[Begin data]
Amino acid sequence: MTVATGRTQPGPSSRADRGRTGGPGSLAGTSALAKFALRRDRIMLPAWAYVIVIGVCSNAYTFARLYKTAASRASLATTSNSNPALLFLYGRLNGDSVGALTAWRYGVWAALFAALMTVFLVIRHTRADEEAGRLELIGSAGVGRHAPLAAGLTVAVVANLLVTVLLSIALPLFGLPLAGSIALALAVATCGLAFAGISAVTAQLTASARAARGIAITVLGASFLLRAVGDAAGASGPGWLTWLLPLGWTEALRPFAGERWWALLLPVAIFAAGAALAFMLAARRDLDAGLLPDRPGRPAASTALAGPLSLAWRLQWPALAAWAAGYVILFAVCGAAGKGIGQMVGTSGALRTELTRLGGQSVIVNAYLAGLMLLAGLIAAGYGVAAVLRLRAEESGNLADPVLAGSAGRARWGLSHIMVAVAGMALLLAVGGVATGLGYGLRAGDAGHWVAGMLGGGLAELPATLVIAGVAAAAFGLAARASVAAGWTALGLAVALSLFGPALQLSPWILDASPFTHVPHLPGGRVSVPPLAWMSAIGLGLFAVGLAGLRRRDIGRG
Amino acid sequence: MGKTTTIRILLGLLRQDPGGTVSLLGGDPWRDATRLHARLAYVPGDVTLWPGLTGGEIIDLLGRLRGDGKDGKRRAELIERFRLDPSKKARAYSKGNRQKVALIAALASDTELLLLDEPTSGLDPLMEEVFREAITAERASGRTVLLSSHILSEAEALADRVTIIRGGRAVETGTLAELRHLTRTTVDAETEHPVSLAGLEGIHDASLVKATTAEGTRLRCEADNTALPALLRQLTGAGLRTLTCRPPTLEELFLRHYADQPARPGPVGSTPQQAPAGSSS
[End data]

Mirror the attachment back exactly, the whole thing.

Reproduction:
Amino acid sequence: MTVATGRTQPGPSSRADRGRTGGPGSLAGTSALAKFALRRDRIMLPAWAYVIVIGVCSNAYTFARLYKTAASRASLATTSNSNPALLFLYGRLNGDSVGALTAWRYGVWAALFAALMTVFLVIRHTRADEEAGRLELIGSAGVGRHAPLAAGLTVAVVANLLVTVLLSIALPLFGLPLAGSIALALAVATCGLAFAGISAVTAQLTASARAARGIAITVLGASFLLRAVGDAAGASGPGWLTWLLPLGWTEALRPFAGERWWALLLPVAIFAAGAALAFMLAARRDLDAGLLPDRPGRPAASTALAGPLSLAWRLQWPALAAWAAGYVILFAVCGAAGKGIGQMVGTSGALRTELTRLGGQSVIVNAYLAGLMLLAGLIAAGYGVAAVLRLRAEESGNLADPVLAGSAGRARWGLSHIMVAVAGMALLLAVGGVATGLGYGLRAGDAGHWVAGMLGGGLAELPATLVIAGVAAAAFGLAARASVAAGWTALGLAVALSLFGPALQLSPWILDASPFTHVPHLPGGRVSVPPLAWMSAIGLGLFAVGLAGLRRRDIGRG
Amino acid sequence: MGKTTTIRILLGLLRQDPGGTVSLLGGDPWRDATRLHARLAYVPGDVTLWPGLTGGEIIDLLGRLRGDGKDGKRRAELIERFRLDPSKKARAYSKGNRQKVALIAALASDTELLLLDEPTSGLDPLMEEVFREAITAERASGRTVLLSSHILSEAEALADRVTIIRGGRAVETGTLAELRHLTRTTVDAETEHPVSLAGLEGIHDASLVKATTAEGTRLRCEADNTALPALLRQLTGAGLRTLTCRPPTLEELFLRHYADQPARPGPVGSTPQQAPAGSSS